A tale of temptation and monsters, Seeds is the brainchild of visionary new filmmaker Owen Long. With brother Trevor Long (“Ozark”) as the star, Long has crafted a skillfully executed thriller that will not only have you on the edge of the sofa cushion but will spur some hot-button conversation later. We spoke to Owen about his film on the edge of its theatrical release.
When you sat down at the computer to write this film – was it always SEEDS? Or did you toy with different stories before settling on the one we’re about to see?
Yes, always Seeds. The nature of the story and the inherent issues that it deals with is the fundamental core and foundation of the tale that I set out to tell.
Did you find it relatively easy to break the story? It comes quickly?
From conception I knew this was not going to be an easy story to tell, that it would need to be handled delicately and walk a fine line. The development and writing did not unfold rapidly – it was more a process of discovery that involved a bit of deliberation.
It would seem a traditional horror movie had no interest to you – which is why SEEDS is something much more deeper, more profound and more reminiscent of something Lynch or Cronenberg might make. Is that fair to say?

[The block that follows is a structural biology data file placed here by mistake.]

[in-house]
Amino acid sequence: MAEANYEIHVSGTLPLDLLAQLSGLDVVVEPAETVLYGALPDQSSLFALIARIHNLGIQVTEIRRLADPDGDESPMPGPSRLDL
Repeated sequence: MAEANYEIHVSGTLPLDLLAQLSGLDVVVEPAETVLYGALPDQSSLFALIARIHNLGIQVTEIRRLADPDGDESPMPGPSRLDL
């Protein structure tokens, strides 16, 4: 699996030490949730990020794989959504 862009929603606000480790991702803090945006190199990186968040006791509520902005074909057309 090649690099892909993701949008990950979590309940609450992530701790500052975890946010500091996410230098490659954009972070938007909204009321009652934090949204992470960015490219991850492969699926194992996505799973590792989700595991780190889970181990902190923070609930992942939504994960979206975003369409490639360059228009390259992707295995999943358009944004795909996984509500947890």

It was never my intention to make a traditional horror movie. I have always been attracted to films and filmmakers that push the boundaries with the stories that they tell. Lynch and Cronenberg are two prime examples of directors who have had an influence on my film sensibility so I value the comparisons.
Is it hard balancing that story to scares ratio at times – deciding what to place more importance on?
It is a difficult balancing act. I believe a quick or grotesque scare is a bit easier to achieve than to create an underlying, less obvious horror that subtly burrows its way into the psyche to manifest over time. The one type of horror doesn’t depend on the other but when it blends successfully, it is hard to resist the dynamism of that tension.
Are you sticking to the horror genre for your next project…?
The horror genre has a broader playing field than most other genres and more creative liberties are afforded to a director. The realms of fantasy and reality can be blurred to render more unconventional worlds. I have always considered Seeds as more of a psychological unravelling than a traditional horror film – more the dark heart of cinema that reflects the darker side of what we struggle with as humans. I think it’s safe to say that whatever films I make will likely delve into the murkier deeper end of the pool. My next project will be some form of horror at the heart.